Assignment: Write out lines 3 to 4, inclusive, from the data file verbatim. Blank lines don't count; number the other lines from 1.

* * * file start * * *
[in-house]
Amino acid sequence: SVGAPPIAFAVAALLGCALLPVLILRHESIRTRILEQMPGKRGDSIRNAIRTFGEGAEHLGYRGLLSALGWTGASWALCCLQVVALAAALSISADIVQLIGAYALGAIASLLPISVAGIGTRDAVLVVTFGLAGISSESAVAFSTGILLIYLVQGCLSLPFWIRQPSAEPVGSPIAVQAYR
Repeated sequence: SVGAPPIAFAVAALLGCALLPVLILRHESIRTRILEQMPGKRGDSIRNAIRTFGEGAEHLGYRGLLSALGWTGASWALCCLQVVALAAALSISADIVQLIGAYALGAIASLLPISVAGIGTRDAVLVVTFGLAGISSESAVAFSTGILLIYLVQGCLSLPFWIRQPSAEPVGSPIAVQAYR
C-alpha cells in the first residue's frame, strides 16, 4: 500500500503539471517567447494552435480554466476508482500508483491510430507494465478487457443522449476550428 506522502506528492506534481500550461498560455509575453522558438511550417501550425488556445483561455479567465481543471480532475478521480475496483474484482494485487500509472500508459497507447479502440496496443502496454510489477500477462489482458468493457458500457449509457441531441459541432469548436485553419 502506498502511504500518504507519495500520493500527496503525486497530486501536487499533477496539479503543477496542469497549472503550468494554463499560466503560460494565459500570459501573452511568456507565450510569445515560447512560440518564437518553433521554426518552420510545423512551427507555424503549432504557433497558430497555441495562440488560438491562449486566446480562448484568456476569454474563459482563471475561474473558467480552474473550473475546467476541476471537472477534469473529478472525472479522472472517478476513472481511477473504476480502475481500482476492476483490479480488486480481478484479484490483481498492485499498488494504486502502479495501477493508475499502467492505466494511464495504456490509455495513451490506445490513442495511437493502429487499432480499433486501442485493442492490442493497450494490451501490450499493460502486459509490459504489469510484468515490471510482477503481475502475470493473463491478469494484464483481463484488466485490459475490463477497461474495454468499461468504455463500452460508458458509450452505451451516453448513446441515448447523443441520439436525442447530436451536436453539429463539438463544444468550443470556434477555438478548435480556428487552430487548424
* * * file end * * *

Repeated sequence: SVGAPPIAFAVAALLGCALLPVLILRHESIRTRILEQMPGKRGDSIRNAIRTFGEGAEHLGYRGLLSALGWTGASWALCCLQVVALAAALSISADIVQLIGAYALGAIASLLPISVAGIGTRDAVLVVTFGLAGISSESAVAFSTGILLIYLVQGCLSLPFWIRQPSAEPVGSPIAVQAYR
C-alpha cells in the first residue's frame, strides 16, 4: 500500500503539471517567447494552435480554466476508482500508483491510430507494465478487457443522449476550428 506522502506528492506534481500550461498560455509575453522558438511550417501550425488556445483561455479567465481543471480532475478521480475496483474484482494485487500509472500508459497507447479502440496496443502496454510489477500477462489482458468493457458500457449509457441531441459541432469548436485553419 502506498502511504500518504507519495500520493500527496503525486497530486501536487499533477496539479503543477496542469497549472503550468494554463499560466503560460494565459500570459501573452511568456507565450510569445515560447512560440518564437518553433521554426518552420510545423512551427507555424503549432504557433497558430497555441495562440488560438491562449486566446480562448484568456476569454474563459482563471475561474473558467480552474473550473475546467476541476471537472477534469473529478472525472479522472472517478476513472481511477473504476480502475481500482476492476483490479480488486480481478484479484490483481498492485499498488494504486502502479495501477493508475499502467492505466494511464495504456490509455495513451490506445490513442495511437493502429487499432480499433486501442485493442492490442493497450494490451501490450499493460502486459509490459504489469510484468515490471510482477503481475502475470493473463491478469494484464483481463484488466485490459475490463477497461474495454468499461468504455463500452460508458458509450452505451451516453448513446441515448447523443441520439436525442447530436451536436453539429463539438463544444468550443470556434477555438478548435480556428487552430487548424